Next up in a book I am coming increasingly to like is “Era of Heroes”, the text of a performance piece best described by the poet herself:

I put on Mickey Mouse Ears and walked in circles around the Bookartbookshop in Pitfield St. London. I read continuously from the following list of contemporary heroes and superheroes that I had compiled from other people’s lists and from searches on the internet. My voice was relayed into the bookshop and people could choose to stand outside on the street and watch me pass, or to listen to my voice from the inside of the shop. In the window was a neon sign that spelled out eraofheroesoferror. It alternated between reading eraofheroes and heroesoferror….

The list starts off with Ace Barlow and ends up, 14 pages later, at Zoro, which I always thought had two Rs. I have, as it happens, read all 14 pages. I’m not sure why. I suspect it all worked a lot better live, on the day.

Finally, section four is “The Minimaus Poems”. It’s what the back cover (I revert to it) calls “a brilliant rewriting of Olson’s Maximus Poems into Olsen’s Minimaus Poems. You’d be crazy to miss it!” In it, Olson’s Gloucester is replaced by the UK’s Gloucester, and I suspect you have already figured that Olson’s surname is very similar to Olsen’s surname. Yes. Let the fun begin.

For those of you who don’t happen to be familiar with it, or have it to hand, Charles Olson’s “The Maximus Poems” begins thus:

Off-shore, by islands hidden in the blood
jewels & miracles, I, Maximus
a metal hot from boiling water, tell you
what is a lance, who obeys the figures of
the present dance

“The Minimaus Poems” begins:

Inland, by Iceland hidden by the blood of
jewels & discounts, I, Minimaus
sitting on hot metal, boiling in a vest,
ask you who speeds obediently
are we past ENTRANCE?

One or two things need to be made clear. This is not a parody, although if one came across the above examples out of context one might be forgiven for thinking it was exactly that. (At least, I hope it’s not a parody. If it is … No, it can’t be.) Anyway, leaving that aside, “The Minimaus Poems” runs to some 30 chapbook-sized pages. Charles Olson’s “The Maximus Poems” is I don’t know how many times longer but it’s lots and lots. My 1960 Jargon/Corinth edition has big unnumbered pages and is quite hefty. I’ve never got around to reading much of it because I always get bored. And I’ve made no attempt, apart from a superficial one, to trace all the mirrorings and parallels that exist between the Olson text and the Olsen text. This point also should be noted: I have never quite “got” Olson in my earlier attempts at him. I’ve been able to discuss “open field” poetics in student essays and theses and classrooms and pubs, but connect? “Get”, in the way one has connected with New York School, for example? No. But I’m not dead yet. There’s still time.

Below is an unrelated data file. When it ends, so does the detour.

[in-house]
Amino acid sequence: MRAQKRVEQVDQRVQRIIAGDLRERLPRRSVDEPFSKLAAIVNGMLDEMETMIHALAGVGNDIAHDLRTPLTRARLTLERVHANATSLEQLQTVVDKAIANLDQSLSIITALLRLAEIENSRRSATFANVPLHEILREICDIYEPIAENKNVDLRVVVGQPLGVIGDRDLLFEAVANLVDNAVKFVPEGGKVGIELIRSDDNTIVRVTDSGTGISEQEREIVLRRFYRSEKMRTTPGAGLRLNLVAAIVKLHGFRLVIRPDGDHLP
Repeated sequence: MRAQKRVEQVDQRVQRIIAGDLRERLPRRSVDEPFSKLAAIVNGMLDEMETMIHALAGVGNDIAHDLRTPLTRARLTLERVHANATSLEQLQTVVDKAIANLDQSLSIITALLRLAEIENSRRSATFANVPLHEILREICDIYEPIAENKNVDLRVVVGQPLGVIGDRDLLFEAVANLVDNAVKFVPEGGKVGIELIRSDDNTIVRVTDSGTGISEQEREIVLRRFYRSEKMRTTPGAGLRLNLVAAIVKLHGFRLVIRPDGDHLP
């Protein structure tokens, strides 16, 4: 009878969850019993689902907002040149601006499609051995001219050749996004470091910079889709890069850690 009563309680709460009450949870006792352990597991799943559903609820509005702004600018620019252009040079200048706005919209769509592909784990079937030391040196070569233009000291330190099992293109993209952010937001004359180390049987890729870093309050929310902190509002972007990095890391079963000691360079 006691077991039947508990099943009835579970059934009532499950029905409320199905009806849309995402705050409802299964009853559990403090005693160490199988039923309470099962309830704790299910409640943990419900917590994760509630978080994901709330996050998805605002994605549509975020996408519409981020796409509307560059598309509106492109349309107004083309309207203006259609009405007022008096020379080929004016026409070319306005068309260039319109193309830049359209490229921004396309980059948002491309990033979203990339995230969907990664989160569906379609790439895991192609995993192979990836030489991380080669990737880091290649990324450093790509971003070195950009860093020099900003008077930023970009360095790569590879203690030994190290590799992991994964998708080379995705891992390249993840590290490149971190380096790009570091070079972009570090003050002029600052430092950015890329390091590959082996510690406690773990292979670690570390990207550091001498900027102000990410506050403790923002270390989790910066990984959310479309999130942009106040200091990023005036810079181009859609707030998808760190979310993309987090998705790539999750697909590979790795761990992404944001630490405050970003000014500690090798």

Having said all of which, I suspect the best thing to do with Redell Olsen’s “The Minimaus Poems” is to try and forget the Charles Olson poem. Or at least, don’t bother too much about the mirroring and such like. Take it on its own terms, even if its own terms are pretty much the same as those upon which one has to read Olson. (I am, by the way, fed up with saying Olson and Olsen, and then checking if I’ve spelt them right. I wanted and needed to say this.) Whether writing “Corrupted by Showgirls” or re-writing “The Maximus Poems”, Redell Olsen manages to be readable and unreadable in almost equal measure. I mean, how often have you come across something like this by an innovative poet:

you island of me & plants
you island of me &
you island of me
you island of

which then becomes, further down the page

you is land of me & plants

etcetera. Yawn. And then you come across the almost obligatory old document stuff:

1839 Recipe for 8 ends of black felts
Logwood 54
Shumac 12
Copperas 12
Ros. Vitriol 10
Alum 1
Tartar 2

If I had a quid for every time an innovative poem used old documents… There are times I think I misunderstand the word “innovative”. But never mind. For all my misgivings, I actually like this book. The day I wrote this review, which is a few weeks back now, I sat in the park in the afternoon, in the sunshine, and re-read “The Minimaus Poems” from beginning to end. I felt it was a worthwhile thing to do before I did it, and after I’d done it I was pleased I had. I can’t tell you what it all means, and if I could it would be almost a shame.